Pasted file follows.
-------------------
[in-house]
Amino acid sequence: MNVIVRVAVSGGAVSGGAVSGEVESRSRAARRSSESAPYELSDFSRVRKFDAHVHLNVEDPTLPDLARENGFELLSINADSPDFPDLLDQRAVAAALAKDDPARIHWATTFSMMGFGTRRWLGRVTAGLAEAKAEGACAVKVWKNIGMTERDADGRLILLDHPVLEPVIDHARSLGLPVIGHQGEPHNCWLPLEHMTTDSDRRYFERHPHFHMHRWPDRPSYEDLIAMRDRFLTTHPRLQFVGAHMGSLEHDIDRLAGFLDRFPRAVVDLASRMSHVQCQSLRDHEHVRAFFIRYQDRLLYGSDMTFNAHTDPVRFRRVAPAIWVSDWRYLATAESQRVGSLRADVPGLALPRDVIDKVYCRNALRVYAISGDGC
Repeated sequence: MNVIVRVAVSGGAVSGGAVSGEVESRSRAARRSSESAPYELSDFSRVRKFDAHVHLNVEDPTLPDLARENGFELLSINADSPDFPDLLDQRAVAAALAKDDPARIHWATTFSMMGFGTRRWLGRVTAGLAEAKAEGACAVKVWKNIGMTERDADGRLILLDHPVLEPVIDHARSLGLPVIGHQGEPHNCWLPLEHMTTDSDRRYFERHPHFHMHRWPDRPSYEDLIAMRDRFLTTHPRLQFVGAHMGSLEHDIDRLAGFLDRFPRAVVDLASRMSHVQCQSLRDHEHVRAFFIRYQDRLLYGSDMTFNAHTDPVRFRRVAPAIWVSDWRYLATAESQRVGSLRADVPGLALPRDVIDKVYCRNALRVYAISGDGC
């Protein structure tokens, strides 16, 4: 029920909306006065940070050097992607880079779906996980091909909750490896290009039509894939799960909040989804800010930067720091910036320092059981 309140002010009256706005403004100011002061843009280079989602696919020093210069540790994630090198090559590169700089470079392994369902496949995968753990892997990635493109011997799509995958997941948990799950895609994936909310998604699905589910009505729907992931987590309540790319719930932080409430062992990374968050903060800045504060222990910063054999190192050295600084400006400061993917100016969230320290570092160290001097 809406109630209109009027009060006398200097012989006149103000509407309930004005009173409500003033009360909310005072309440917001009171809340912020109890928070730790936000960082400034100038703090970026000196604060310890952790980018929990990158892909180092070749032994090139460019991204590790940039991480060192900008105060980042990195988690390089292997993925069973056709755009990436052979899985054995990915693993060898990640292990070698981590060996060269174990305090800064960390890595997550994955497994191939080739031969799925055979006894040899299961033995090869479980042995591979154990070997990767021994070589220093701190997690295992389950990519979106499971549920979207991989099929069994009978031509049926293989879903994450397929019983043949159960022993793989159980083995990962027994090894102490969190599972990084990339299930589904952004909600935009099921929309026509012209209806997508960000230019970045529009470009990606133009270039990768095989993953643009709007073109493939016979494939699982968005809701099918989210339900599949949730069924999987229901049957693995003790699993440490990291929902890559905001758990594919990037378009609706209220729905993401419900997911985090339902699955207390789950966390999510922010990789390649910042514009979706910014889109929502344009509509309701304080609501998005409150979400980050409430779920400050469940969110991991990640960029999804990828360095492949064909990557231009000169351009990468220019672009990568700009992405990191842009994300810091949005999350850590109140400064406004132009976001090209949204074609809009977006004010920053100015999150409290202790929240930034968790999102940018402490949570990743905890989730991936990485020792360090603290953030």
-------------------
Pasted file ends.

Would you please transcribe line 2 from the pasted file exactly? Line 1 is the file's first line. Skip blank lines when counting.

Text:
Amino acid sequence: MNVIVRVAVSGGAVSGGAVSGEVESRSRAARRSSESAPYELSDFSRVRKFDAHVHLNVEDPTLPDLARENGFELLSINADSPDFPDLLDQRAVAAALAKDDPARIHWATTFSMMGFGTRRWLGRVTAGLAEAKAEGACAVKVWKNIGMTERDADGRLILLDHPVLEPVIDHARSLGLPVIGHQGEPHNCWLPLEHMTTDSDRRYFERHPHFHMHRWPDRPSYEDLIAMRDRFLTTHPRLQFVGAHMGSLEHDIDRLAGFLDRFPRAVVDLASRMSHVQCQSLRDHEHVRAFFIRYQDRLLYGSDMTFNAHTDPVRFRRVAPAIWVSDWRYLATAESQRVGSLRADVPGLALPRDVIDKVYCRNALRVYAISGDGC